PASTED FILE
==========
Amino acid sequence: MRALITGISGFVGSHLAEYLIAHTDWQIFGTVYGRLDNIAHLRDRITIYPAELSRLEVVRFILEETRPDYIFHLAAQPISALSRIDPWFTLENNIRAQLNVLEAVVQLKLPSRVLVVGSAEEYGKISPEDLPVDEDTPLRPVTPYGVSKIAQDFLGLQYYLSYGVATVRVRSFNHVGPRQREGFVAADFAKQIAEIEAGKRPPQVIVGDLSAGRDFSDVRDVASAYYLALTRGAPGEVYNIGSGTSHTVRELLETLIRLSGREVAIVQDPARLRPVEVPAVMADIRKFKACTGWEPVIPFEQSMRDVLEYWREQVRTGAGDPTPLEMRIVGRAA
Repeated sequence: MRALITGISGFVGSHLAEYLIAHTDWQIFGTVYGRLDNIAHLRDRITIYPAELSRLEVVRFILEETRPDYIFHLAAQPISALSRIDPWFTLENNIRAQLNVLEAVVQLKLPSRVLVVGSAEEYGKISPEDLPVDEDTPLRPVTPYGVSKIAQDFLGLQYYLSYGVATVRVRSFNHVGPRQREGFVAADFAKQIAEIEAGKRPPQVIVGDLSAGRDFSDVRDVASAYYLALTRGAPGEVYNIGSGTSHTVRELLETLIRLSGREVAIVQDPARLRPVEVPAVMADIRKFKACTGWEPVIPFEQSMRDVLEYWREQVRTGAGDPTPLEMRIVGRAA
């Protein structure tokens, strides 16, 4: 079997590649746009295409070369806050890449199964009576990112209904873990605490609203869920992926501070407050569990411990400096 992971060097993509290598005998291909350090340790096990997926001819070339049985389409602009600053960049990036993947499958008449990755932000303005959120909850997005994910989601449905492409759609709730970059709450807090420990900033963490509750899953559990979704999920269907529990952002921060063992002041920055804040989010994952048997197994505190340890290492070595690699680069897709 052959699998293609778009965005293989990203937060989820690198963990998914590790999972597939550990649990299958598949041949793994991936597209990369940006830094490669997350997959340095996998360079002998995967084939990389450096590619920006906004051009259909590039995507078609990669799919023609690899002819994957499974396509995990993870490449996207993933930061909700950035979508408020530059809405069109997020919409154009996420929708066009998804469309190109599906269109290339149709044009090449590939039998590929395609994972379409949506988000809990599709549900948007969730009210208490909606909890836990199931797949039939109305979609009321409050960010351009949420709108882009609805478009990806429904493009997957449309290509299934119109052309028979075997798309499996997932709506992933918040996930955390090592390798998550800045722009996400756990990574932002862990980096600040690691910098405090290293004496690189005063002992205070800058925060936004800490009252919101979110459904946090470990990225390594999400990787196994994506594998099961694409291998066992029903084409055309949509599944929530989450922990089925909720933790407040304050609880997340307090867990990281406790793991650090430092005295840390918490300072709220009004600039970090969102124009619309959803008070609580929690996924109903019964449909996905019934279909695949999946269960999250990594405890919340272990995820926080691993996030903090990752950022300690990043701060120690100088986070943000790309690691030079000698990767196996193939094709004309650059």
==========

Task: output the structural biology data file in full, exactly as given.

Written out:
Amino acid sequence: MRALITGISGFVGSHLAEYLIAHTDWQIFGTVYGRLDNIAHLRDRITIYPAELSRLEVVRFILEETRPDYIFHLAAQPISALSRIDPWFTLENNIRAQLNVLEAVVQLKLPSRVLVVGSAEEYGKISPEDLPVDEDTPLRPVTPYGVSKIAQDFLGLQYYLSYGVATVRVRSFNHVGPRQREGFVAADFAKQIAEIEAGKRPPQVIVGDLSAGRDFSDVRDVASAYYLALTRGAPGEVYNIGSGTSHTVRELLETLIRLSGREVAIVQDPARLRPVEVPAVMADIRKFKACTGWEPVIPFEQSMRDVLEYWREQVRTGAGDPTPLEMRIVGRAA
Repeated sequence: MRALITGISGFVGSHLAEYLIAHTDWQIFGTVYGRLDNIAHLRDRITIYPAELSRLEVVRFILEETRPDYIFHLAAQPISALSRIDPWFTLENNIRAQLNVLEAVVQLKLPSRVLVVGSAEEYGKISPEDLPVDEDTPLRPVTPYGVSKIAQDFLGLQYYLSYGVATVRVRSFNHVGPRQREGFVAADFAKQIAEIEAGKRPPQVIVGDLSAGRDFSDVRDVASAYYLALTRGAPGEVYNIGSGTSHTVRELLETLIRLSGREVAIVQDPARLRPVEVPAVMADIRKFKACTGWEPVIPFEQSMRDVLEYWREQVRTGAGDPTPLEMRIVGRAA
């Protein structure tokens, strides 16, 4: 079997590649746009295409070369806050890449199964009576990112209904873990605490609203869920992926501070407050569990411990400096 992971060097993509290598005998291909350090340790096990997926001819070339049985389409602009600053960049990036993947499958008449990755932000303005959120909850997005994910989601449905492409759609709730970059709450807090420990900033963490509750899953559990979704999920269907529990952002921060063992002041920055804040989010994952048997197994505190340890290492070595690699680069897709 052959699998293609778009965005293989990203937060989820690198963990998914590790999972597939550990649990299958598949041949793994991936597209990369940006830094490669997350997959340095996998360079002998995967084939990389450096590619920006906004051009259909590039995507078609990669799919023609690899002819994957499974396509995990993870490449996207993933930061909700950035979508408020530059809405069109997020919409154009996420929708066009998804469309190109599906269109290339149709044009090449590939039998590929395609994972379409949506988000809990599709549900948007969730009210208490909606909890836990199931797949039939109305979609009321409050960010351009949420709108882009609805478009990806429904493009997957449309290509299934119109052309028979075997798309499996997932709506992933918040996930955390090592390798998550800045722009996400756990990574932002862990980096600040690691910098405090290293004496690189005063002992205070800058925060936004800490009252919101979110459904946090470990990225390594999400990787196994994506594998099961694409291998066992029903084409055309949509599944929530989450922990089925909720933790407040304050609880997340307090867990990281406790793991650090430092005295840390918490300072709220009004600039970090969102124009619309959803008070609580929690996924109903019964449909996905019934279909695949999946269960999250990594405890919340272990995820926080691993996030903090990752950022300690990043701060120690100088986070943000790309690691030079000698990767196996193939094709004309650059």